It was part of a package of measures introduced at a Council of Ministers meeting in Brussels last week by Agriculture Commissioner Phil Hogan.
The move followed a significant increase in milk production in a number of member states following the abolition of quotas a year ago.
When taken with global changes in milk supply and demand, this has created a severe market imbalance.
The Council of Ministers’ common view was that a return to quotas or any other instrument of mandatory supply control was not on the agenda.
“This is a wise approach,” Mr Hogan said.
However, some member states have requested access to the possibility to enable voluntary agreements of producer organisations, inter-branch organisations and co-operatives in relation to production and supply management.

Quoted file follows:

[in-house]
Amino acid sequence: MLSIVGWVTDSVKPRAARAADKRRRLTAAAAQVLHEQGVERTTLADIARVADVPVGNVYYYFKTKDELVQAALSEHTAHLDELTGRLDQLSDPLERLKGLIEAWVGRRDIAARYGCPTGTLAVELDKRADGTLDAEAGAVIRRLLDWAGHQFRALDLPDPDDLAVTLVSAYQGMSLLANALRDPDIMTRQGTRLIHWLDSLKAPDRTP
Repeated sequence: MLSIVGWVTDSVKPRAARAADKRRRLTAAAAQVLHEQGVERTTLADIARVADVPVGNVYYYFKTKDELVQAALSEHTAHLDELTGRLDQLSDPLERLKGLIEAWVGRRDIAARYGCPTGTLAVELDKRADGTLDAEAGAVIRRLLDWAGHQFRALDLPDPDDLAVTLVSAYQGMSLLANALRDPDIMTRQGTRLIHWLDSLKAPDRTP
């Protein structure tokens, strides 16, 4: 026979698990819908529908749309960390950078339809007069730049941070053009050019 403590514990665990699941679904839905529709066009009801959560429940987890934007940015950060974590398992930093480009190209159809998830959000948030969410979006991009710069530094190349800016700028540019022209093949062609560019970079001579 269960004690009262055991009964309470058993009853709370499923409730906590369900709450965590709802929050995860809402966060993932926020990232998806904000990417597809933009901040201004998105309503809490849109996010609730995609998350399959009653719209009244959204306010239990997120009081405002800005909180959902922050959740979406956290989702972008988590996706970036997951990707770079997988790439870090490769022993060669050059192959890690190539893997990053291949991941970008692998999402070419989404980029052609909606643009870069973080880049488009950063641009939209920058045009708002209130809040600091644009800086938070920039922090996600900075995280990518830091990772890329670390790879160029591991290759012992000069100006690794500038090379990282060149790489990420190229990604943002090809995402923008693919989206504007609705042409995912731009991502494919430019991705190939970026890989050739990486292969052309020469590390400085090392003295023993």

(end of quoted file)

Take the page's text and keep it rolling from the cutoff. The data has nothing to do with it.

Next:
“I am prepared to propose the application of such rules, whereby the commission, in a situation of severe imbalance in the market, would decide to permit on a temporary basis such voluntary agreements for the dairy sector,” he said.
Agriculture Minister Simon Coveney said the overall package reflected the majority of the demands presented by Ireland to the commission, but he was totally opposed to supply controls.
He said he had reiterated Ireland’s view that constraining production would amount to a free gift to our global competitors and would slow recovery in the EU when markets improved.
Mr Coveney told the Dáil this week he had also voiced opposition to the allocation of any new EU funding to incentivise such reductions.
He said the measures are voluntary and limited and that any actions taken by producer organisations and other first purchasers of milk are of a temporary nature.